Researchers probe link between newborn health and vitamin A
The impact vitamin A has on newborns is virtually unknown, but Penn State nutrition researchers have published two papers that may provide a framework for future investigations of the vitamin and neonatal health.
After supplementing newborn rats with vitamin A, the researchers found that vitamin A distribution within the body increases suddenly but temporarily, with a significant amount found in tissues other than the liver. Vitamin A in adults is usually found in significant amounts in the liver.
Nutrition experts know that vitamin A is necessary for prenatal growth and development, as well as in older children; but the role of vitamin A remains unclear for the neonatal period. Stores of the vitamin become depleted as the fetus reaches full term, to the point where newborns are nearly depleted of vitamin A. Neonates born in developing countries are likely to have even lower amounts of vitamin A in their bodies.
"The World Health Organization recommends periodic vitamin A supplements to children living in developing countries," said A. Catharine Ross, professor of nutritional sciences and Dorothy Foehr Huck Chair. "Giving large doses of vitamin A to children 6 months to 5 years old has shown to decrease mortality by 23 percent. However, studies in children under 6 months have been inconclusive."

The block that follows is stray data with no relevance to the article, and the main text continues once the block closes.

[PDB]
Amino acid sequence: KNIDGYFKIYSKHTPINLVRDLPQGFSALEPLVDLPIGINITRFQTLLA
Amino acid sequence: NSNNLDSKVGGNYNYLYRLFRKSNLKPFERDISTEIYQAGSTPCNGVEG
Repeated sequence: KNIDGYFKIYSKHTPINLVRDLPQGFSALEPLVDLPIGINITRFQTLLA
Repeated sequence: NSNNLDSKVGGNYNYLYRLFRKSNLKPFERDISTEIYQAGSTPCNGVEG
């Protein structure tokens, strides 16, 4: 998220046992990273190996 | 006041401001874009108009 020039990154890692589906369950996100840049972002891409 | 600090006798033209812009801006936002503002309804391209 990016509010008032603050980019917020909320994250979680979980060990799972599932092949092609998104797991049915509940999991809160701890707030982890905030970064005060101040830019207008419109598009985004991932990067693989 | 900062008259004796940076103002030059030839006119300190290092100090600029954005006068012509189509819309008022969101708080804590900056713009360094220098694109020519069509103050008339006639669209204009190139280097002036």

Ross and colleagues studied levels of vitamin A in rat pups for two weeks, from 4 days old to 18 days old, similar to neonatal age in children. Half the pups received a vitamin A supplement while the others did not receive any supplement—serving as the control.
The researchers measured the pups' rate of vitamin A metabolism by sampling various organs and found that vitamin A was used very quickly. Retinol, which is a form that vitamin A takes in the body, isn't broken down immediately and is recycled between plasma and tissues. The pups that received the supplement experienced lower rates of recycling, however they had greater uptake of vitamin A in extravascular tissues.
The supplemented rats were also found to have an increased uptake of chylomicron retinyl ester—another form that vitamin A takes in the body—in the lungs, intestines and remaining tissue, and a decrease in retinol turnover out of the liver, compared to the unsupplemented rats, Ross and colleagues report in two recent articles published in the Journal of Lipid Research.
The researchers speculate that since the neonates are born with a low vitamin A level but have a high demand for it, the uptake of retinyl ester in tissues other than the liver is an adaptive mechanism to make more vitamin A available for use.
"This research provides us with a blueprint for humans, giving us a baseline set of data, in order to let us make comparisons in the future," said Ross. "By being able to better understand infants' nutritional needs, evidence-based dietary intake recommendations could be made and infant mortality could potentially be reduced, particularly in developing countries."
Also working on this research were Libo Tan, graduate student and postdoctoral fellow in nutritional sciences; Amanda E. Wray, research technologist in nutritional sciences; and Michael H. Green, professor of nutritional sciences.